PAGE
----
Emissions control systems fall victim to corrosion

Duke Energy is joining the Electric Power Research Institute (EPRI) and 16 other utilities to find out what is causing corrosion in emissions control technology such as scrubbers, according to the Charlotte Observer. Duke reportedly has spent $5 million to fix the problem in many of the utility’s scrubbers over the past two years.

EPRI was quoted as saying about 25 of the 160 wet scrubbers in North America have documented cases of corrosion.  The corrosion pits the metal-alloy inner walls of the scrubbers and has affected new and old units. The alloy linings were expected to need less maintenance in scrubbers scheduled to operate for 25 years but some have reportedly corroded through in as little as 11 months.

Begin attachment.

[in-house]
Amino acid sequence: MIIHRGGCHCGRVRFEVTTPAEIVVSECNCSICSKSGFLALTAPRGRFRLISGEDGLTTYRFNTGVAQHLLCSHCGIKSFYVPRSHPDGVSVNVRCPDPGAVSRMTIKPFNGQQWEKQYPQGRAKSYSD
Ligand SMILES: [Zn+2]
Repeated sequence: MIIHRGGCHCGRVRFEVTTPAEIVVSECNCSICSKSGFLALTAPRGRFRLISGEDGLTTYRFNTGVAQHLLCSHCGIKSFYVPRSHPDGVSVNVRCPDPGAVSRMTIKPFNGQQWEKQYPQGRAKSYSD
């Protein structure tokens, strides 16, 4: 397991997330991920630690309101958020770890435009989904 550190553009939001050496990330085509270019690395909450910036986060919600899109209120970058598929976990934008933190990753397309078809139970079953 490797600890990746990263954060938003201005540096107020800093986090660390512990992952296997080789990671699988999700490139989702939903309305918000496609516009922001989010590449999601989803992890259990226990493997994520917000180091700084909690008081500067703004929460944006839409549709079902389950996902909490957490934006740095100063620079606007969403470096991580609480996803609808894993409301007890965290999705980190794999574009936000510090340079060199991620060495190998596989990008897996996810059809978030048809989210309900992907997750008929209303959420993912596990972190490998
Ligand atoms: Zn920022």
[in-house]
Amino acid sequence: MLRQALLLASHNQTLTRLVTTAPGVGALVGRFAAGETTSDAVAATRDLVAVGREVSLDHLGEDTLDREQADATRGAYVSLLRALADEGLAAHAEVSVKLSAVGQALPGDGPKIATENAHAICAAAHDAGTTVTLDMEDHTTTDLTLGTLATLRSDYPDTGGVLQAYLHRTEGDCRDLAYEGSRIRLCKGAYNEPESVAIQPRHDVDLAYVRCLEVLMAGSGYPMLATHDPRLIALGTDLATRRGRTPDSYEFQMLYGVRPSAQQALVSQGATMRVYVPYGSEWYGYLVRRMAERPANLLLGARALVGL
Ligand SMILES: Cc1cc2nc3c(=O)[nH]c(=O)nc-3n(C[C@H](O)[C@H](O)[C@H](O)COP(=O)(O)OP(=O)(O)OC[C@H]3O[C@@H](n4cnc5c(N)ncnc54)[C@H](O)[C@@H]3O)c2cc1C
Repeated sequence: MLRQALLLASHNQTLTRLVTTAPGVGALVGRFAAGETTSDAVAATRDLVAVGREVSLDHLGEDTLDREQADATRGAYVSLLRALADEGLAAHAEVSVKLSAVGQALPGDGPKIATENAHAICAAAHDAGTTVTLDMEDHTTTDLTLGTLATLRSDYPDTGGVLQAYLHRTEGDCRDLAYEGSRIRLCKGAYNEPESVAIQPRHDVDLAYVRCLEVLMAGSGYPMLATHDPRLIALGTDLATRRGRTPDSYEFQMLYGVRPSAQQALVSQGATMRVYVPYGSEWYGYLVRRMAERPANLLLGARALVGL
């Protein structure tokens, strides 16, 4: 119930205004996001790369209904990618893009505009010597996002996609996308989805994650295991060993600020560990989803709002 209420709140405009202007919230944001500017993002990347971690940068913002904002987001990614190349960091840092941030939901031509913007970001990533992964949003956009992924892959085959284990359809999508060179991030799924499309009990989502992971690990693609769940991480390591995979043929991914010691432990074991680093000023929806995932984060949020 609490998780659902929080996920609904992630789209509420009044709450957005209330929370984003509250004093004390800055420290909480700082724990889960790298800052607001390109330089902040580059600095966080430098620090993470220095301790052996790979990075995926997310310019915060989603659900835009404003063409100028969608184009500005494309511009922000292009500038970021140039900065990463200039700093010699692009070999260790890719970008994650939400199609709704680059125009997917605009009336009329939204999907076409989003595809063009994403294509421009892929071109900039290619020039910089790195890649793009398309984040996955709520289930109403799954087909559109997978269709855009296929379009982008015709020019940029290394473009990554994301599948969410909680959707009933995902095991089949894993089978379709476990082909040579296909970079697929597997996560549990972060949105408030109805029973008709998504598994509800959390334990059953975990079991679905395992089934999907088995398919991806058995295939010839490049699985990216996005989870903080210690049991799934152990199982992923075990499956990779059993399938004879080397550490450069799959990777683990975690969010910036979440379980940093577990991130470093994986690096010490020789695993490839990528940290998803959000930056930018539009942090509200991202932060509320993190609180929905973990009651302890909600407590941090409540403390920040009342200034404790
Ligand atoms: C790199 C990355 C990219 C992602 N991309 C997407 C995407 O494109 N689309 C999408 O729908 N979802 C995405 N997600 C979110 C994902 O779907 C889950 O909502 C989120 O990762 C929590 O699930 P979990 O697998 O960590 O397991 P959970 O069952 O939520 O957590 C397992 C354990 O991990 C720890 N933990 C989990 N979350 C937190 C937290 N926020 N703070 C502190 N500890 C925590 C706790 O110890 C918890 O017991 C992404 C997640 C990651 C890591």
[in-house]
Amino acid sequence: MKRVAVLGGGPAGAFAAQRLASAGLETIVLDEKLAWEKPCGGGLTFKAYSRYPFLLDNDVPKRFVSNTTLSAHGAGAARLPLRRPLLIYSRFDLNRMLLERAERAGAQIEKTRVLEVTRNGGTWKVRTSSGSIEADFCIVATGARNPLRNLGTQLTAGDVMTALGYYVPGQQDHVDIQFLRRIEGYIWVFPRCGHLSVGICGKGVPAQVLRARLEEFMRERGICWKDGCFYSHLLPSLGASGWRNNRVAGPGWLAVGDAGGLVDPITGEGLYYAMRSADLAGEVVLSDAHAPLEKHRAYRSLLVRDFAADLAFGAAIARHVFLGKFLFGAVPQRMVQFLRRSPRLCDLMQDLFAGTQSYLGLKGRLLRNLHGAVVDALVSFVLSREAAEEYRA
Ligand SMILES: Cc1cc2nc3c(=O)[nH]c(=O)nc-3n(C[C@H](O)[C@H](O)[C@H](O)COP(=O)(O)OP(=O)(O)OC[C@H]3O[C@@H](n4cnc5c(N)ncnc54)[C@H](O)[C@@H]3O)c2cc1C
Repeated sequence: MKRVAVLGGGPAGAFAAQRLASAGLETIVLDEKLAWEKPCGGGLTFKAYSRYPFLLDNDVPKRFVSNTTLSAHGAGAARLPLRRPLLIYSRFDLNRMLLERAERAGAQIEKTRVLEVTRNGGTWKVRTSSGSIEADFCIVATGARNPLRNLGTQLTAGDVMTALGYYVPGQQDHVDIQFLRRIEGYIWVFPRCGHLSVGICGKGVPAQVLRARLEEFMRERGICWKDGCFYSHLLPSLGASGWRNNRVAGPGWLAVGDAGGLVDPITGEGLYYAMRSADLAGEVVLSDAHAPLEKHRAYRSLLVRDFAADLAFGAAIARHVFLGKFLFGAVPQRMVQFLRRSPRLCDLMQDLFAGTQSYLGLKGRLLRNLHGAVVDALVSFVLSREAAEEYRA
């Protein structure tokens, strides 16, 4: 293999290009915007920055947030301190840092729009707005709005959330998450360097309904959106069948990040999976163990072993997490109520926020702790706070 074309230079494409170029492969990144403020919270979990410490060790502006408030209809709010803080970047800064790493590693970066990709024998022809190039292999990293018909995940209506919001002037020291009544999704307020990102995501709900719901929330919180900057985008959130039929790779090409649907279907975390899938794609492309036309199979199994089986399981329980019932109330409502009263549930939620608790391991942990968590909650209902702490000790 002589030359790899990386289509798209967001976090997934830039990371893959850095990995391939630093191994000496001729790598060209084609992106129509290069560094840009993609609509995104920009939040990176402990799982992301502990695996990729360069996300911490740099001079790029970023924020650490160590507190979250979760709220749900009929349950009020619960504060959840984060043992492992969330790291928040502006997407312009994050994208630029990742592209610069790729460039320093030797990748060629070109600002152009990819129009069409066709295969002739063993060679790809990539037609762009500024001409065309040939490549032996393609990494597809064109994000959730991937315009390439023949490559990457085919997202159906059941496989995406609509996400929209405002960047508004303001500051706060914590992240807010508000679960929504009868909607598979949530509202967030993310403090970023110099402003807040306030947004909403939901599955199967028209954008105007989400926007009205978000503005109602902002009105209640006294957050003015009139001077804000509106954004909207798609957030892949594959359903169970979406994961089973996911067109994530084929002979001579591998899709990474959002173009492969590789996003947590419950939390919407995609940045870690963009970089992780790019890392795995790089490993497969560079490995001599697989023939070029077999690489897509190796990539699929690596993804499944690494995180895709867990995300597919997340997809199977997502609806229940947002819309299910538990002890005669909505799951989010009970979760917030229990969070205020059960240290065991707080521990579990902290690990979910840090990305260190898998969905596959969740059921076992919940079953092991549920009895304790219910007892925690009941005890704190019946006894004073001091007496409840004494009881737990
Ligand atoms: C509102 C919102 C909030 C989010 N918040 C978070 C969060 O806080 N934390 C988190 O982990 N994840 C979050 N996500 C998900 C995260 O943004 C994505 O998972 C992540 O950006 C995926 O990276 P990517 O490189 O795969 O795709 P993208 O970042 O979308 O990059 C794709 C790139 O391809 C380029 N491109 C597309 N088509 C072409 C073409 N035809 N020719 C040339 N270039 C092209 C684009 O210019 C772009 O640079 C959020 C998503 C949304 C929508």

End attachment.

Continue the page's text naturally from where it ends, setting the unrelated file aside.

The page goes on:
Some utilities reportedly are installing linings and coatings to protect the alloys while others may place a thin layer of corrosion-resistant metal over the alloys. Progress Energy, another participant in the study, said it lined its scrubbers with tile that protects the alloys from high temperatures, pressures and solvents.

Scrubbers use a limestone slurry on flue gases released from coal-fired power plants. The slurry absorbs sulfur dioxide and mercury from the flue gases and keeps it out of the air.

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